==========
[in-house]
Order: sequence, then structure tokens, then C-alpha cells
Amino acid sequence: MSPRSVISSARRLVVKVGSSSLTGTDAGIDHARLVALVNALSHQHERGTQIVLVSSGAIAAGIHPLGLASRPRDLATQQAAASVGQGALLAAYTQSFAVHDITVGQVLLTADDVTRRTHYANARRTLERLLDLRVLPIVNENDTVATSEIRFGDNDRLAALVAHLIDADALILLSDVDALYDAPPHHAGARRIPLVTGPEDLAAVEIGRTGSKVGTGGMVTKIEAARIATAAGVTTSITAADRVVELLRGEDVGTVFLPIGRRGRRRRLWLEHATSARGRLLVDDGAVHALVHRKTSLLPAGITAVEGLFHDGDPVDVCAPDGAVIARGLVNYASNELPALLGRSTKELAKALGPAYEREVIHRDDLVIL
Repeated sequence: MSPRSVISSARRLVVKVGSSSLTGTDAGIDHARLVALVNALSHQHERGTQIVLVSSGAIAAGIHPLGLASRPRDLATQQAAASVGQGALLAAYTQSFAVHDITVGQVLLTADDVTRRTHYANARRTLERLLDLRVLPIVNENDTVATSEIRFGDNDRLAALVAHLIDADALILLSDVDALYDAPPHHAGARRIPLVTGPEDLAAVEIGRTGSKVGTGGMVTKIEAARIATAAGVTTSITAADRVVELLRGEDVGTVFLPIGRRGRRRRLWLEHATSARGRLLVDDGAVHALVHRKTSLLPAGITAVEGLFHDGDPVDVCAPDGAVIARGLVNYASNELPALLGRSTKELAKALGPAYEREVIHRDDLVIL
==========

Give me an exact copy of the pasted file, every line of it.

[in-house]
Order: sequence, then structure tokens, then C-alpha cells
Amino acid sequence: MSPRSVISSARRLVVKVGSSSLTGTDAGIDHARLVALVNALSHQHERGTQIVLVSSGAIAAGIHPLGLASRPRDLATQQAAASVGQGALLAAYTQSFAVHDITVGQVLLTADDVTRRTHYANARRTLERLLDLRVLPIVNENDTVATSEIRFGDNDRLAALVAHLIDADALILLSDVDALYDAPPHHAGARRIPLVTGPEDLAAVEIGRTGSKVGTGGMVTKIEAARIATAAGVTTSITAADRVVELLRGEDVGTVFLPIGRRGRRRRLWLEHATSARGRLLVDDGAVHALVHRKTSLLPAGITAVEGLFHDGDPVDVCAPDGAVIARGLVNYASNELPALLGRSTKELAKALGPAYEREVIHRDDLVIL
Repeated sequence: MSPRSVISSARRLVVKVGSSSLTGTDAGIDHARLVALVNALSHQHERGTQIVLVSSGAIAAGIHPLGLASRPRDLATQQAAASVGQGALLAAYTQSFAVHDITVGQVLLTADDVTRRTHYANARRTLERLLDLRVLPIVNENDTVATSEIRFGDNDRLAALVAHLIDADALILLSDVDALYDAPPHHAGARRIPLVTGPEDLAAVEIGRTGSKVGTGGMVTKIEAARIATAAGVTTSITAADRVVELLRGEDVGTVFLPIGRRGRRRRLWLEHATSARGRLLVDDGAVHALVHRKTSLLPAGITAVEGLFHDGDPVDVCAPDGAVIARGLVNYASNELPALLGRSTKELAKALGPAYEREVIHRDDLVIL